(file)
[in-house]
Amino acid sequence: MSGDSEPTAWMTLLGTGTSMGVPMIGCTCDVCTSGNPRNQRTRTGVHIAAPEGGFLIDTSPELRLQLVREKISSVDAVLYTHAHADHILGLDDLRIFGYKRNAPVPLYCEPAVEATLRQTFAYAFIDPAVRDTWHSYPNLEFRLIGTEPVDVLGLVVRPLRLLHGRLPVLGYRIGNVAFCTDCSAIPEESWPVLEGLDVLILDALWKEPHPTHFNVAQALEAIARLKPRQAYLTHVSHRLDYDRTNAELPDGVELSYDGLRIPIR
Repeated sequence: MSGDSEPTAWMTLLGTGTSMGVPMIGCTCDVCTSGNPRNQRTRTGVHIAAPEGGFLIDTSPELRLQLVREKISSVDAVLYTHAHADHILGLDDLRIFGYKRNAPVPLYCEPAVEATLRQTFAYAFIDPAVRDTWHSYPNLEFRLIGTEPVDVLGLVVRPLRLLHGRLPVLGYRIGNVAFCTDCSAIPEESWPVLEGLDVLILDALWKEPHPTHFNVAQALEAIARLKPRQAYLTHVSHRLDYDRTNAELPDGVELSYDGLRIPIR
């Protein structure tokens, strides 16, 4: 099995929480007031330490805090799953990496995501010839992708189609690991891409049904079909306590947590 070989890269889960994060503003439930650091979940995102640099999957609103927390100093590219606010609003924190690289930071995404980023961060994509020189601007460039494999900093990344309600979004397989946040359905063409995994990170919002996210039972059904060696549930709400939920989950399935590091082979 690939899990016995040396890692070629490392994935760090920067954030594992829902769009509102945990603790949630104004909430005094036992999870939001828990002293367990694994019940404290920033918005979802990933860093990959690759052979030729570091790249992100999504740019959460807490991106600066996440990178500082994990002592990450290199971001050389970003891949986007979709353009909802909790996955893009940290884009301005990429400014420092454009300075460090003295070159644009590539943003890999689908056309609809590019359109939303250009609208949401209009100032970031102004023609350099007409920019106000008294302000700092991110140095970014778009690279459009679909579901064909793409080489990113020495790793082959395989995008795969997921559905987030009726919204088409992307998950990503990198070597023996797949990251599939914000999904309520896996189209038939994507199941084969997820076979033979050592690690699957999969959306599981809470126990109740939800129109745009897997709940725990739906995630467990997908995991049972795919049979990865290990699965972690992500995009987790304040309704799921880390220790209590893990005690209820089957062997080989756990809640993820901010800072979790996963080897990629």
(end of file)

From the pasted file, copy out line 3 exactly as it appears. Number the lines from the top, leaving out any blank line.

Repeated sequence: MSGDSEPTAWMTLLGTGTSMGVPMIGCTCDVCTSGNPRNQRTRTGVHIAAPEGGFLIDTSPELRLQLVREKISSVDAVLYTHAHADHILGLDDLRIFGYKRNAPVPLYCEPAVEATLRQTFAYAFIDPAVRDTWHSYPNLEFRLIGTEPVDVLGLVVRPLRLLHGRLPVLGYRIGNVAFCTDCSAIPEESWPVLEGLDVLILDALWKEPHPTHFNVAQALEAIARLKPRQAYLTHVSHRLDYDRTNAELPDGVELSYDGLRIPIR